Over the past few months, we’ve been covering the behind-the-scenes news in the TV industry that monitor prices are constantly falling, which could mean big drops in TV prices later in the year. That’s because TVs made now, from components that have dropped in price, will be on the shelves towards the end of the year – ready for the big sales events, including Black Friday. This means the discounts can be even deeper than usual.
We’ve already seen signs of this – the price war between LG and Samsung has escalated even faster than usual.
And now a trio of reports in Digitimes suggests that the events that caused the price drops have only just begun. First, There is confirmation that the price of LCD panels has continued to fall this month (opens in new tab). Then there is a report that Samsung plans to reduce the number of TV screens it orders (opens in new tab)meaning there may be surplus screens from manufacturers who will want to sell cheaply.
And finally, there is a report that the LCD manufacturers have reduced production numbers (opens in new tab) in the face of order cuts just like Samsung, and yet they haven’t cut them enough, which again confirms that there will likely be excess screens.
There are other factors that affect final TV prices beyond the cost of screens – the brands required, shipping costs, etc. there will be a lot of downward pressure on prices.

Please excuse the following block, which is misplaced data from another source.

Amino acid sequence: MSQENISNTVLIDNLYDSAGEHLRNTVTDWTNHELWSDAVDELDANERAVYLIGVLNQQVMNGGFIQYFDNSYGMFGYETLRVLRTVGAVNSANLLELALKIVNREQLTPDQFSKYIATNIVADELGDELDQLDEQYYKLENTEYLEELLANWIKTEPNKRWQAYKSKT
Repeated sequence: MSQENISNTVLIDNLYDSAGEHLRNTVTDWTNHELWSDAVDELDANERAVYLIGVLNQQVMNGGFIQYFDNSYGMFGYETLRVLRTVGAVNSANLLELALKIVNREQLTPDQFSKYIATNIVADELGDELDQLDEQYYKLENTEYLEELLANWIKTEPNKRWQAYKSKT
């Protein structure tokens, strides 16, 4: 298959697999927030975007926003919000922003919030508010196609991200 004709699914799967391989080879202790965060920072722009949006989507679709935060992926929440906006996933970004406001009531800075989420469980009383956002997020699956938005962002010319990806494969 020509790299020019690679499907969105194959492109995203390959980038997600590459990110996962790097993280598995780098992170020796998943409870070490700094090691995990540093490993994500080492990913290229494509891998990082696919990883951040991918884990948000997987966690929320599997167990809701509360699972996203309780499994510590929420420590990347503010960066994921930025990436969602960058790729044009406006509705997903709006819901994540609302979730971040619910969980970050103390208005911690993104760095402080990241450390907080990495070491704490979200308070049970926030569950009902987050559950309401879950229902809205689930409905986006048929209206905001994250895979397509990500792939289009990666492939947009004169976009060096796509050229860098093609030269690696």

Well, that’s it for LCD TVs at least. Things are different for the best OLED TVs because there is no competition over who makes panels. Basically all OLED TV screens come from one company – LG Display – which means it has more control over production and pricing.
Analysis: why low demand for displays means cheaper TVs
The reason we’re so sure the three news above mean cheaper TVs is good supply and demand. When a lot of people want something you sell, you can charge more for the limited number you have. When people aren’t buying what you’re selling, you have to drop the price to try and encourage people to get them.
During the pandemic, All he was buying televisions. The best TVs were flying off the shelves as people suddenly needed a great home theater experience to stave off the boredom of lockdown.
But now? Well, everyone has already bought a nice new TV. They don’t need any more yet, so TV sales are a bit low overall these days. TV companies would prefer that not to be the case, so we’ve seen big discounts on last year’s TVs still on the shelves, and we’re seeing earlier-than-usual sales on 2022 TVs – to try and make shopping for a new TV more tempting.
If fewer people are buying TVs, that means companies don’t have to make as many, which is why Samsung has reportedly reduced its display orders. If manufacturers made too many, then they have replacement screens, with no intrinsic value. So to get rid of these screens, they drop the wholesale price.
This, in turn, means that TV companies could offer even larger discounts. The downward price pressure is coming from both sides – the retail side to displace existing TVs and the manufacturing side because TVs are cheaper to make.
With the cost of living crisis likely to get worse, this will at least provide a respite for people who will need a new TV this year – you’ll be able to save money or perhaps get an even bigger or better model for the same money. It should make our Best TVs under $1000 and Best TVs under £1000 guides very interesting…